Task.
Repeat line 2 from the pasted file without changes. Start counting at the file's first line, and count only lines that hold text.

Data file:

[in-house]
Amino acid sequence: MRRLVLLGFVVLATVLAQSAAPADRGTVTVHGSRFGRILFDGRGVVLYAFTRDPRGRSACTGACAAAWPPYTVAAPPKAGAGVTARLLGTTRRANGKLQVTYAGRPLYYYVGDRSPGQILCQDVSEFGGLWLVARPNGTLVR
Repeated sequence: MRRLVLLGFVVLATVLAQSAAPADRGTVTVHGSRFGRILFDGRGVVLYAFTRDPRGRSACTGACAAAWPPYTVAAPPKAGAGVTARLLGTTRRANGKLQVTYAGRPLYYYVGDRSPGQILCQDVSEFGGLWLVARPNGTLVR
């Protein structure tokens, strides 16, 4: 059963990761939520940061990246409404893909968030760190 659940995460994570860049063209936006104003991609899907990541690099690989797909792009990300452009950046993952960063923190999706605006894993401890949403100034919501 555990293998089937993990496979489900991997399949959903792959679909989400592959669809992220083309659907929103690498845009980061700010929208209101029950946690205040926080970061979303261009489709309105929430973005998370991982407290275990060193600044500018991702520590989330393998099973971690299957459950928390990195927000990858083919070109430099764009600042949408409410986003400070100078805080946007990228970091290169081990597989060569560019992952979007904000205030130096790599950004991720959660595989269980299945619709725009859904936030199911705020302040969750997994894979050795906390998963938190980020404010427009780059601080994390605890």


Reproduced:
Amino acid sequence: MRRLVLLGFVVLATVLAQSAAPADRGTVTVHGSRFGRILFDGRGVVLYAFTRDPRGRSACTGACAAAWPPYTVAAPPKAGAGVTARLLGTTRRANGKLQVTYAGRPLYYYVGDRSPGQILCQDVSEFGGLWLVARPNGTLVR